In this week’s fiery dissents to Supreme Court rulings on the Affordable Care Act and same-sex marriage, Justice Antonin Scalia has introduced much of the world to his sputtering fury and creative word choices — employing “jiggery pokery” and “mummeries,” for instance.
But just because Justice Clarence Thomas has a reputation for staying silent on the bench, doesn’t mean the polarizing conservative didn’t apply his own brand of knotty logic in his written dissent of the court’s rulings.
Here are two head-scratching, jaw-dropping examples of Thomas’ recent logical gymnastics at work.
Discrimination exists, we just have to live with it
In the case dealing with the Fair Housing Act, the Supreme Court ruled that the law constitutionally protects against actions that lead to discriminatory results — known as disparate impact — in addition to implicit discrimination. Here's a nugget from Thomas' dissent.
"Racial imbalances do not always disfavor minorities … [I]n our own country, for roughly a quarter-century now, over 70 percent of National Basketball Association players have been black. To presume that these and all other measurable disparities are products of racial discrimination is to ignore the complexities of human existence."
Thomas appears to be saying that, sure, there’s plenty of discrimination floating around but it’d be unfair to chalk it all up to racism. Just look at the NBA. They’re fine, even though most players are black.
In making that point, Thomas fails to acknowledge the actual application of disparate impact claims. Just because the NBA employs a majority of black players doesn’t mean that there is discrimination at work — or that a white player would file a suit to claim as much. Even if that were to happen, the courts would then still have to determine whether the claims of disparate impact discrimination were valid and violated the law. So merely claiming that, in some industries, for instance, minorities have a majority stake apparently does nothing to address the actual application of the law.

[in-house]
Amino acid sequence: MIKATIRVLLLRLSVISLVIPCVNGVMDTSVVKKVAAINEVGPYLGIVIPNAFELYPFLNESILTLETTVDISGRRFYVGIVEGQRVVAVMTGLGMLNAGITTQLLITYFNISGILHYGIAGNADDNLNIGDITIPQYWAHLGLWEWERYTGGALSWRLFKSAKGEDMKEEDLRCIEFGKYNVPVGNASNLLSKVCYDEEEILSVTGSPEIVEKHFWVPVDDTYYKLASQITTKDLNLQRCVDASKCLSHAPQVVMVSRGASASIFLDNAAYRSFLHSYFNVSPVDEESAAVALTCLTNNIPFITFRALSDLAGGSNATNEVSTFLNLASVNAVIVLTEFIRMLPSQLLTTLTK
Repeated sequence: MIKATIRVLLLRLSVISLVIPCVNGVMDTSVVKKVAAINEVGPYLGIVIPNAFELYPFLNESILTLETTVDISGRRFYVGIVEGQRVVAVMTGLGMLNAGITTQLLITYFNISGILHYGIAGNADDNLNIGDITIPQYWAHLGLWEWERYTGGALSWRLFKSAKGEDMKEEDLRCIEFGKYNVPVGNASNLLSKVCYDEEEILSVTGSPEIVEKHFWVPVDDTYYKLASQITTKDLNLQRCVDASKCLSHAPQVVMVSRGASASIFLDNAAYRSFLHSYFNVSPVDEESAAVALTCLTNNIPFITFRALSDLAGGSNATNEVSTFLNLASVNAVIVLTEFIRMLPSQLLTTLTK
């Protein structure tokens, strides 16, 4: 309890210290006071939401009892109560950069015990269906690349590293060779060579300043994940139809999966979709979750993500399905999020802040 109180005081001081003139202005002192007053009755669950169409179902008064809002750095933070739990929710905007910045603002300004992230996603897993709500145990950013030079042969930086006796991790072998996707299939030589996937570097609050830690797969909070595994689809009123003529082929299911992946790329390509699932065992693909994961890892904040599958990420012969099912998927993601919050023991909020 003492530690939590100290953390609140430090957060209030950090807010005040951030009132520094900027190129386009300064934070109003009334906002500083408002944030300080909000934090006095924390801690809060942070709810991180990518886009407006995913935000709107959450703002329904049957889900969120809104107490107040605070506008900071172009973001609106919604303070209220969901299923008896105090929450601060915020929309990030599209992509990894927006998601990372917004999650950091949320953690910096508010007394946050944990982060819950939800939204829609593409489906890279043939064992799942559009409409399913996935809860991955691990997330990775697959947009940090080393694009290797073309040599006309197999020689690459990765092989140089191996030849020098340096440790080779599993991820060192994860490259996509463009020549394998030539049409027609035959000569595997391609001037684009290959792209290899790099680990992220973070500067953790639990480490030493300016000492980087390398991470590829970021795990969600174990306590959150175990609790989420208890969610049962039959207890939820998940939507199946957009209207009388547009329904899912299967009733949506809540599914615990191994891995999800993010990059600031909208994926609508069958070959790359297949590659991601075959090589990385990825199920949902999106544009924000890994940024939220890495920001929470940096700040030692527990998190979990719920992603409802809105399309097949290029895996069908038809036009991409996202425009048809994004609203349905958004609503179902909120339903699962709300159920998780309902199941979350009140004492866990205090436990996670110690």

But there is one aspect of Thomas’ argument that is indisputable: A majority of NBA players are black.
Your dignity is not the government’s problem
In a win for marriage equality advocates around the country, the court ruled that all states must license and recognize same-sex marriage — regardless of state laws or where the marriages were performed. Justice Anthony Kennedy notably used the word "dignity" nine times in his 34-page opinion. Thomas had a different take on the issue of dignity.
“The corollary of that principle is that human dignity cannot be taken away by the government. Slaves did not lose their dignity (any more than they lost their humanity) because the government allowed them to be enslaved. Those held in internment camps did not lose their dignity because the government confined them. And those denied governmental benefits certainly do not lose their dignity because the government denies them those benefits. The government cannot bestow dignity, and it cannot take it away.”
Despite being beaten, raped, and treated as subhuman property — all while living under a government that ostensibly permitted such treatment — slaves either did not lose their dignity at all or, in a broader reading, they can’t blame the government for any loss of dignity. Basically, not the government’s fault, Thomas appears to be saying.
By that application, Thomas’ point seems to be that same-sex couples should just buck up and recognize that it’s the not the government’s role to “bestow dignity.”
While those are just two points by Thomas that have triggered much bafflement and outrage this week, there are likely still be more to come — Monday will bring more decisions from the Supreme Court.